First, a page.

get comfortable with the depth chart because it'll change daily. There
will be plenty of attempts to come up with the right combination with
tinkering to be done all off-season and well into the fall.
Quickness. The defense will have to
live with the youth, inexperience, and lack of size among the
linebackers by hoping for speed and quickness to make up for mistakes.
Weakness: Size. Inexperience will also be a problem, but
the biggest concern will be a woeful lack of bulk. If this isn't the
smallest linebacking corps in the country, it's close. The projected
outside options are small for safeties, much less as linebackers.
Outlook: By design, this is a smallish corps with
safeties manning the spots, and the team has been able to get away with
it in the past. Now the corps is small, inexperienced and, if spring
ball was any indication, 50 miles away from being productive. All the
spots are open for the taking and there will be some experimenting done
throughout the off-season to find three who can play. Going into the
fall, this is the team's biggest weakness by a wide margin.
Projected Starters: All Davonte Shannon did
was lead the team with 123 tackles with three interceptions, 2.5 sacks
and ten tackles for loss in an amazing true freshman season. A
tremendous playmaking strong safety with excellent athleticism and
decent 6-1, 180-pound size. He did all of this even though he didn't
turn into a starter until the fourth game of the year, and now he'll be
the leader of the secondary for the next three years. Not only is he
great against the run, but he's like another corner when the ball is in
Also returning is junior Mike Newton at free safety after tying
for third on the team with 86 tackles while leading the way with four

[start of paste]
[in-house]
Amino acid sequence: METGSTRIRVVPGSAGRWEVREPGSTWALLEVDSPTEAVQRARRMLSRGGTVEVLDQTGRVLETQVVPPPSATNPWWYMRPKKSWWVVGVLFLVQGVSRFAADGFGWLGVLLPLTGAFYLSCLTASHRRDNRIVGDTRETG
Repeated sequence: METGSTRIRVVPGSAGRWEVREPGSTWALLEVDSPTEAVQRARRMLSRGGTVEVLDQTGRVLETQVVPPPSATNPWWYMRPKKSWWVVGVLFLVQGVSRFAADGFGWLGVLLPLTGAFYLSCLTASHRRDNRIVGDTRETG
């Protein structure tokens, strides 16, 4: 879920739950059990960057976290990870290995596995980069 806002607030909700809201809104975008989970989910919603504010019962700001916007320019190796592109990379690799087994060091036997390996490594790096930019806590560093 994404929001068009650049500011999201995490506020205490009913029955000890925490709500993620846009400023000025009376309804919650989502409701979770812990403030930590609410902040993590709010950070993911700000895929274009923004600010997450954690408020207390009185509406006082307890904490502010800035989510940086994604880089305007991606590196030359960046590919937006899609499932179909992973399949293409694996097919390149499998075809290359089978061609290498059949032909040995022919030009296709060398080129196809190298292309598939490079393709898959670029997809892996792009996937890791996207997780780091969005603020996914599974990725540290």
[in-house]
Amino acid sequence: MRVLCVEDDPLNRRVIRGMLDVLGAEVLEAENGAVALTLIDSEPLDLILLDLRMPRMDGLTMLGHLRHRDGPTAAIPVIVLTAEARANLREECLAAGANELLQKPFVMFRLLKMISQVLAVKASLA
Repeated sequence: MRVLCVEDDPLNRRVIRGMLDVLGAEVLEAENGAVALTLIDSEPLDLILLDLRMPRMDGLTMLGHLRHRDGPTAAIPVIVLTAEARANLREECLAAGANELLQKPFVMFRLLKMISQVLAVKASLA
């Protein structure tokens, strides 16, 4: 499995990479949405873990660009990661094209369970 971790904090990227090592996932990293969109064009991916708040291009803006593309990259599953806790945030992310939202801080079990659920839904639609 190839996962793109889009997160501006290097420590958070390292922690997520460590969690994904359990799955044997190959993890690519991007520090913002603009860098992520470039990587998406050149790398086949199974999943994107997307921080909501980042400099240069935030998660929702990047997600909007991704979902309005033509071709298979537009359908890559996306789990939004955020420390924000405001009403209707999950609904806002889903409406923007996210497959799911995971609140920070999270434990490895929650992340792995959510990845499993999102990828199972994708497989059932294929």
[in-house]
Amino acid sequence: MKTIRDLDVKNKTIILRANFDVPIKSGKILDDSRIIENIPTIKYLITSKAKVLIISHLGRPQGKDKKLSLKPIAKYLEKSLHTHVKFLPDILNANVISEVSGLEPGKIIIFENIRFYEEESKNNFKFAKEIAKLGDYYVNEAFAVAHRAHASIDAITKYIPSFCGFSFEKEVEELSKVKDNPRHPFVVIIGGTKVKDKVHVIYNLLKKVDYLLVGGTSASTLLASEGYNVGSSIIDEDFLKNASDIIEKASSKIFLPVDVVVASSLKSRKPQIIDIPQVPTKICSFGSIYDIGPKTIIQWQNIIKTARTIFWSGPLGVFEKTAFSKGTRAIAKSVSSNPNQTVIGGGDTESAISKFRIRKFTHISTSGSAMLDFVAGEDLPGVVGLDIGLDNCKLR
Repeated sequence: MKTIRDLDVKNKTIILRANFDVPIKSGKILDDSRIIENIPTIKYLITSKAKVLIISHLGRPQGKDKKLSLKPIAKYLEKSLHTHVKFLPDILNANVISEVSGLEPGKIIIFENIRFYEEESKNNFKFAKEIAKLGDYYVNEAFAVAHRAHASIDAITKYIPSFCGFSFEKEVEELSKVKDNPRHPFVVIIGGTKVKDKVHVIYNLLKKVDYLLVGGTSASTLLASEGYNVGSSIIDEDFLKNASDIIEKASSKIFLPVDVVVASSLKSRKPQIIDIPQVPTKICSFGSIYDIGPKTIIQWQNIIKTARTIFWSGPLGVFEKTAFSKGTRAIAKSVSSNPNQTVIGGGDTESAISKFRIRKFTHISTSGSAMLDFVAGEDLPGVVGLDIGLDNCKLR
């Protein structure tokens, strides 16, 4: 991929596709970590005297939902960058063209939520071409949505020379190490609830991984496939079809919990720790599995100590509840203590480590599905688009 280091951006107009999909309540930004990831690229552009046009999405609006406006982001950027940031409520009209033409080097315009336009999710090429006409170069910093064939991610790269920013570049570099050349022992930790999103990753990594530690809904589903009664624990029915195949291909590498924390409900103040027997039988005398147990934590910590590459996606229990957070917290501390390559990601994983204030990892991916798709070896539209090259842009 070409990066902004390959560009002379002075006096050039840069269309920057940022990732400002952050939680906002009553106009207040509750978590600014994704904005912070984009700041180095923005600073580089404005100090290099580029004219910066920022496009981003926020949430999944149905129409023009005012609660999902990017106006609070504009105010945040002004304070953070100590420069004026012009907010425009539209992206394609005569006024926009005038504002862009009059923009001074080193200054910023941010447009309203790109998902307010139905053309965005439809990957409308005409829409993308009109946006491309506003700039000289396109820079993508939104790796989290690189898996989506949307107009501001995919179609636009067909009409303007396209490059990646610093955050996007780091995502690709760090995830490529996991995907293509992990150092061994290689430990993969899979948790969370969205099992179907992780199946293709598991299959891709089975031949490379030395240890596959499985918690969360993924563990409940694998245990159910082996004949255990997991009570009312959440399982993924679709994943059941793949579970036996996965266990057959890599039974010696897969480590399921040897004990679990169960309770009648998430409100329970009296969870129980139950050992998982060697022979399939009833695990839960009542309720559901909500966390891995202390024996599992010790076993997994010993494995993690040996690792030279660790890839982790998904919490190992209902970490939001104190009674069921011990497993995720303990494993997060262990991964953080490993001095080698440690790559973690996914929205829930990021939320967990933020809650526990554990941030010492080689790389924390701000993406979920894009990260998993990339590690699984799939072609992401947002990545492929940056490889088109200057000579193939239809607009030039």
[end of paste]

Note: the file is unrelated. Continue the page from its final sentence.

interceptions. Able to play either safety position, he started out last
year as a strong safety but with cornerback speed and excellent range,
and at 5-10 and 195 pounds, he's more suited for free safety.
Both starting corners, sophomores Domonic Cook and Josh Thomas
return after decent, but inconsistent seasons. The 5-9, 175-pound
Cook was a great tackler finishing fifth on the team with 58 stops, but
he didn't do enough when the ball was in the air. He was growing into a
better and better defender before getting hurt late in the year and
missing the final three games with a hand injury.
The 5-10, 175-pound Thomas made 45 tackles with an interceptions and
four broken up passes. He stepped in for an injured Cook late in the
year and started, and became a better pass defender. He'll have to fight
to keep the starting job, but he has tremendous potential.
Projected Top Reserves: Somewhere in the mix will
be junior Kendric Hawkins after making 35 tackles, an
interception, and a team-leading six broken up passes despite being hurt
all year long. A great tackler, he improved as a pass defender and now
has to stay healthy and he has to be consistent.
In one of the big moves of the spring, 6-4, 205-pound senior Adekunle
Akingba will move from linebacker to free safety after making 46
tackles last year. He has seen time throughout last year as a defensive
back, and now the move appears to be permanent. A huge hitter,
"Kool-Aid" should be an intimidating force behind Newton.